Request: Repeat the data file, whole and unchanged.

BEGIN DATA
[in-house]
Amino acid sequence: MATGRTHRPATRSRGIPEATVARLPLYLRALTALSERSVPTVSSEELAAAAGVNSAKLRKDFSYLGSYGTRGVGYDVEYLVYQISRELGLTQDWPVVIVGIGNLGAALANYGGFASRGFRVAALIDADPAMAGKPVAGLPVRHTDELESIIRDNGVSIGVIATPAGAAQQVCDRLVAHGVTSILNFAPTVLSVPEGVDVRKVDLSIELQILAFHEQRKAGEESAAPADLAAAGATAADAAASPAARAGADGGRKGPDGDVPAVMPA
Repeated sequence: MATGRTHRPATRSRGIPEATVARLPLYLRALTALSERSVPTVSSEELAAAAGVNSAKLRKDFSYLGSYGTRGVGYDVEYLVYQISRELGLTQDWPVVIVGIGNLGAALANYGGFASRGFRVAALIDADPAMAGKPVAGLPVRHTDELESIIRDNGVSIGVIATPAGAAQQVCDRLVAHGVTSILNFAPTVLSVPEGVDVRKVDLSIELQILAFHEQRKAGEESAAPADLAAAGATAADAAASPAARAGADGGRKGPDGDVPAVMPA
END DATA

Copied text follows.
[in-house]
Amino acid sequence: MATGRTHRPATRSRGIPEATVARLPLYLRALTALSERSVPTVSSEELAAAAGVNSAKLRKDFSYLGSYGTRGVGYDVEYLVYQISRELGLTQDWPVVIVGIGNLGAALANYGGFASRGFRVAALIDADPAMAGKPVAGLPVRHTDELESIIRDNGVSIGVIATPAGAAQQVCDRLVAHGVTSILNFAPTVLSVPEGVDVRKVDLSIELQILAFHEQRKAGEESAAPADLAAAGATAADAAASPAARAGADGGRKGPDGDVPAVMPA
Repeated sequence: MATGRTHRPATRSRGIPEATVARLPLYLRALTALSERSVPTVSSEELAAAAGVNSAKLRKDFSYLGSYGTRGVGYDVEYLVYQISRELGLTQDWPVVIVGIGNLGAALANYGGFASRGFRVAALIDADPAMAGKPVAGLPVRHTDELESIIRDNGVSIGVIATPAGAAQQVCDRLVAHGVTSILNFAPTVLSVPEGVDVRKVDLSIELQILAFHEQRKAGEESAAPADLAAAGATAADAAASPAARAGADGGRKGPDGDVPAVMPA